Many of you are by now familiar with the recent scandal which has embroiled Ford and JWT India with regard to a series of “Scam Ads” for the Ford Figo. The ads were created for entry into an awards show and were accompanied by tear sheets and a client letter allegedly vouching for their authenticity. Much has been made about the actions taken by Ford which led to the dismissal of two JWT creative representatives and a member of the client’s marketing team for the offensive nature of the scam ads.
What is interesting are the revelations which have come to light regarding these faux ads and the extent to which agencies around the globe invest the time and money in creating these ads for the sole purpose of demonstrating their creative prowess. One might ask; “Are awards really that important to the agency community?” So much so that their actual work on a client’s behalf is deemed to be too pedestrian to be entered into competition? In commenting on this practice to Ad Age, Susan Credle, Chief Creative Officer of Leo Burnett observed; “Sometimes, we (the industry) are so consumed with winning awards that we forget how public our work is.”
Much of the feedback has rightly been on the potential negative impact these ads can have on a brand when they inadvertently become public, as in the case of Ford. But there is another aspect to this practice beyond who bears the risk and it is related to the issue of who bears the expense of this non-sensical pursuit of creative recognition. The answer to this question should come as no surprise to anyone… the advertiser. Interestingly, according to Nancy Hill, President and CEO of the 4A’s; “Clients don’t know that this happening.”
Not only is there the time-of-staff spent on creating these ads, the production costs and potentially the award show entry fees and even travel to awards shows such as Cannes (if not in direct expenses, overhead allocation) but the opportunity cost related to the diversion of client-paid agency resources being diverted away from brand building and demand generation advertising support.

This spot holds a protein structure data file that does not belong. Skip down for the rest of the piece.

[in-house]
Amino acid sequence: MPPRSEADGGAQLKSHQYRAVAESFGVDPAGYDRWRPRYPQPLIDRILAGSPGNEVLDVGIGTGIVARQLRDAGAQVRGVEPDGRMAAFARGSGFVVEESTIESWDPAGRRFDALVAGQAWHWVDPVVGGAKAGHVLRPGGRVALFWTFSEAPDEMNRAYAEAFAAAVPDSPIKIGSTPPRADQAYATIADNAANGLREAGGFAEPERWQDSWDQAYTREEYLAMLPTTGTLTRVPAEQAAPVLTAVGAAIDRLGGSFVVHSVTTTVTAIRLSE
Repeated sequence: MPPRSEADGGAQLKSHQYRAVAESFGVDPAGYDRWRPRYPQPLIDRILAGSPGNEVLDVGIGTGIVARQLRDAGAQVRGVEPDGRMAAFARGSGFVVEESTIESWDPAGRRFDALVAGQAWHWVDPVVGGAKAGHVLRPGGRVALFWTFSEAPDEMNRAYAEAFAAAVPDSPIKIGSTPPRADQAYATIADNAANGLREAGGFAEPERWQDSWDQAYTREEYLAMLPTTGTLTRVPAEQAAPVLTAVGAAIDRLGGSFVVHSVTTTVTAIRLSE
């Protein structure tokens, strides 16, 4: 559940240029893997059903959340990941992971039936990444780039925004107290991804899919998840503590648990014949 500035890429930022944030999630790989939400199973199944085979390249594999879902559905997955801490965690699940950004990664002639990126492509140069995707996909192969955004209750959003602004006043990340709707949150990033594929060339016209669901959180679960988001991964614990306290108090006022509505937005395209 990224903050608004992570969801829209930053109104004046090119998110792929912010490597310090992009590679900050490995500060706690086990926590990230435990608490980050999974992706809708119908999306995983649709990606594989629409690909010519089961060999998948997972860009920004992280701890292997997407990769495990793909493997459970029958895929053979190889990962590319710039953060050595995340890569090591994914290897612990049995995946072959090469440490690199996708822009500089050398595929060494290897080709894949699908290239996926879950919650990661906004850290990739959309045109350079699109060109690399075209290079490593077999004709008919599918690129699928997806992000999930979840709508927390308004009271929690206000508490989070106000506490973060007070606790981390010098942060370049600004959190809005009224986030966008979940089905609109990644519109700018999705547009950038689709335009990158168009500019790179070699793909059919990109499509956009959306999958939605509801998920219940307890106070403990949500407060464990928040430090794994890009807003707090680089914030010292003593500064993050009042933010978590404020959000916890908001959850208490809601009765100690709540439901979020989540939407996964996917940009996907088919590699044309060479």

Given all of the good work done by agencies and advertisers alike, it is a shame that a sophomoric practice such as the creation of “scam ads” exists and serves to detract from the perceived level of professionalism attributed to the entire advertising industry. As the old proverb goes;
“Don’t do what you’ll have to find an excuse for.”
What can be done? The Ford – JWT firings of those responsible for the Figo ads are one thing, others have advocated for creative award show reforms such as banning faux ads from entry combined with a more thorough vetting process. From our experience, advertisers who employ contract compliance auditing, with detailed fee/ time-of-staff monitoring and expense reconciliation can further enhance the controls necessary to insure that agency behavior and financial stewardship decisions are consistent with expectations.